- Hardcover: 352 pages
- Publisher: Tor Books; 1st edition (February 3, 2015)
- Language: English
- ISBN-10: 0765375249
- ISBN-13: 978-0765375247
- Product Dimensions: 5.8 x 1.2 x 8.6 inches
- Shipping Weight: 14.4 ounces (View shipping rates and policies)
- Average Customer Review: 136 customer reviews
- Amazon Best Sellers Rank: #1,097,732 in Books (See Top 100 in Books)
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Karen Memory Hardcover – February 3, 2015
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“This lean, sinewy, visceral narrative, set forth in extraordinarily vivid prose full of telling detail, conveys a remarkable sense of time and place, where the characters belong to the landscape and whose personalities derive naturally from it.… Gripping, perfectly balanced and highly recommended.” ―Kirkus Reviews, starred review, on Range of Ghosts
“Elizabeth Bear launches a trilogy in a fantastic new world with this compelling tale.… Bear creates a vivid world where wizards must sacrifice their ability to procreate in order to control magic and the sky changes to reflect the gods of the land's rulers.” ―Publishers Weekly on Range of Ghosts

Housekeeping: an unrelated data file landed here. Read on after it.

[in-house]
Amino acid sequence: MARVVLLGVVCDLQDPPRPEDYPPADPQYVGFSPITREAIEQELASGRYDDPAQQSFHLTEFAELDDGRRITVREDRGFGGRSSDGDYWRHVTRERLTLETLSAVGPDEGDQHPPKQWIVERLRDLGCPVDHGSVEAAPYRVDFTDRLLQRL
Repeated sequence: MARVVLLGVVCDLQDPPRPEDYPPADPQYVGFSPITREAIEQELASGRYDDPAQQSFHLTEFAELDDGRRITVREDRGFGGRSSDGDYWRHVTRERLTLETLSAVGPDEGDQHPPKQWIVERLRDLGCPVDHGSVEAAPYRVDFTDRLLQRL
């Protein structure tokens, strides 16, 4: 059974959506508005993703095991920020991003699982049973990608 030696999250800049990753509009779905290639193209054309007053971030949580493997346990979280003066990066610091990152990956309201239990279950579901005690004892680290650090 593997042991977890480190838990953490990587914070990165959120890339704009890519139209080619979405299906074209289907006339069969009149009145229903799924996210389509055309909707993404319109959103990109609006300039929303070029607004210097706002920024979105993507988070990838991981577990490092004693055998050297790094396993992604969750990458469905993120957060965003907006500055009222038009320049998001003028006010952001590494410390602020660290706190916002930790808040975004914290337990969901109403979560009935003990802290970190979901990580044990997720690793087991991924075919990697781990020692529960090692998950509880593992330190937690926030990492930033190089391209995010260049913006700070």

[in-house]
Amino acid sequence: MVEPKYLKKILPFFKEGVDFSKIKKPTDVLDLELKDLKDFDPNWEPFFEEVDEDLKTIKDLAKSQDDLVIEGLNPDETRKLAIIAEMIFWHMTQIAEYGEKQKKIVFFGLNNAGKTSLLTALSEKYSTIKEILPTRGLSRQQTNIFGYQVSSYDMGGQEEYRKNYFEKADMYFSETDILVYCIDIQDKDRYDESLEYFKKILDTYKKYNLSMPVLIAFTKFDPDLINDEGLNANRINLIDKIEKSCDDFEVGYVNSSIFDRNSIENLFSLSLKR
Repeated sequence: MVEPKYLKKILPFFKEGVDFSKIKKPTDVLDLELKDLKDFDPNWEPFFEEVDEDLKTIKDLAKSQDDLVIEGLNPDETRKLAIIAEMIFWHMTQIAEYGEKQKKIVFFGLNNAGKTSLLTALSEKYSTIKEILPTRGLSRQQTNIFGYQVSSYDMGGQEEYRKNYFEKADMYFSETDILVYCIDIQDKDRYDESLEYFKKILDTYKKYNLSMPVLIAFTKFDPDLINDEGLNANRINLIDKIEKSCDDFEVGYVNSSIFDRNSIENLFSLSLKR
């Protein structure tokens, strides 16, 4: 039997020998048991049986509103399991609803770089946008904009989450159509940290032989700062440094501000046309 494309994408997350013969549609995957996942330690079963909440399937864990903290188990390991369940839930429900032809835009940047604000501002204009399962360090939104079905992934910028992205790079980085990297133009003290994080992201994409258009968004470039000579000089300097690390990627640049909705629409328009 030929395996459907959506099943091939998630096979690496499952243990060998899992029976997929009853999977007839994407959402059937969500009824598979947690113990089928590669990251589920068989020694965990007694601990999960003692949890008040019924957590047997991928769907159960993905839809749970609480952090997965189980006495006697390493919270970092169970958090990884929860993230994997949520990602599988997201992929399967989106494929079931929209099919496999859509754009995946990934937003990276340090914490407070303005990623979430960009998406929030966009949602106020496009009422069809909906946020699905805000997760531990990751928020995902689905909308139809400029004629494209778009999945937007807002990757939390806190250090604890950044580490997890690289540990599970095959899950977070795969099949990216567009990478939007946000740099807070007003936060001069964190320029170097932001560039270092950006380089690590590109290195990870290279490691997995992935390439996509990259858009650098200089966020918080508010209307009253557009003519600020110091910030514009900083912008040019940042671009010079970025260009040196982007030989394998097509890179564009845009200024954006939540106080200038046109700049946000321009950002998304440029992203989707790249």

“Her characters possess depth of feeling as well as political acumen, bringing a personal element to a broad-scale epic fantasy…. Highly recommended.” ―Library Journal on Range of Ghosts
“Her language, a celebrated feature in all of her writing, shines here in her descriptions of the setting…. Like George R.R. Martin, Bear presents third-person limited viewpoints from multiple characters, a strategy that allows her to delve deep into their heads without losing her own distinctive poetic narrative voice.” ―The DC Spotlight
About the Author
ELIZABETH BEAR was the recipient of the John W. Campbell Award for Best New Writer in 2005. She has won two Hugo Awards for her short fiction, a Sturgeon Award, and the Locus Award for Best First Novel. She is the author of the acclaimed Eternal Sky series. Bear lives in Brookfield, Massachusetts.